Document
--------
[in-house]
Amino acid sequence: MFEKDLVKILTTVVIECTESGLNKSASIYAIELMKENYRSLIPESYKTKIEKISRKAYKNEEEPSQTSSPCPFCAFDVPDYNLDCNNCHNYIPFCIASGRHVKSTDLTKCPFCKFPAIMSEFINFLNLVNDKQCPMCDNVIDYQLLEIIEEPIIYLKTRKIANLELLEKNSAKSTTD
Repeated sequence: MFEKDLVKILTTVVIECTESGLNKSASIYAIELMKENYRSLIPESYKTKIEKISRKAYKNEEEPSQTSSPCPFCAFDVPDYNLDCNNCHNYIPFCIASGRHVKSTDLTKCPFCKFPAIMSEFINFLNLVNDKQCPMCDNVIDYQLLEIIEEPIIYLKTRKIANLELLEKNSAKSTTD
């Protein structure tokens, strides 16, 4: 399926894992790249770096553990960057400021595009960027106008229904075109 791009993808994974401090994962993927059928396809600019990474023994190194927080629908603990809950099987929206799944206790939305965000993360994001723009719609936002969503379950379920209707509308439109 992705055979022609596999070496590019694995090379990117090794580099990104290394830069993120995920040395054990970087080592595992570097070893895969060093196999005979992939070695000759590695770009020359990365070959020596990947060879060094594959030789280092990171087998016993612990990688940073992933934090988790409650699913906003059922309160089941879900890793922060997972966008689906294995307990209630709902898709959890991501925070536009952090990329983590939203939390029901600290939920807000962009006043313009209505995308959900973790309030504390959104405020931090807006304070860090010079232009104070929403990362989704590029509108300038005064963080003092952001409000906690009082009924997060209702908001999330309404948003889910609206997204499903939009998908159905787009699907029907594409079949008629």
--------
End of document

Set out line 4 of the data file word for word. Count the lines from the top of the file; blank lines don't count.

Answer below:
């Protein structure tokens, strides 16, 4: 399926894992790249770096553990960057400021595009960027106008229904075109 791009993808994974401090994962993927059928396809600019990474023994190194927080629908603990809950099987929206799944206790939305965000993360994001723009719609936002969503379950379920209707509308439109 992705055979022609596999070496590019694995090379990117090794580099990104290394830069993120995920040395054990970087080592595992570097070893895969060093196999005979992939070695000759590695770009020359990365070959020596990947060879060094594959030789280092990171087998016993612990990688940073992933934090988790409650699913906003059922309160089941879900890793922060997972966008689906294995307990209630709902898709959890991501925070536009952090990329983590939203939390029901600290939920807000962009006043313009209505995308959900973790309030504390959104405020931090807006304070860090010079232009104070929403990362989704590029509108300038005064963080003092952001409000906690009082009924997060209702908001999330309404948003889910609206997204499903939009998908159905787009699907029907594409079949008629």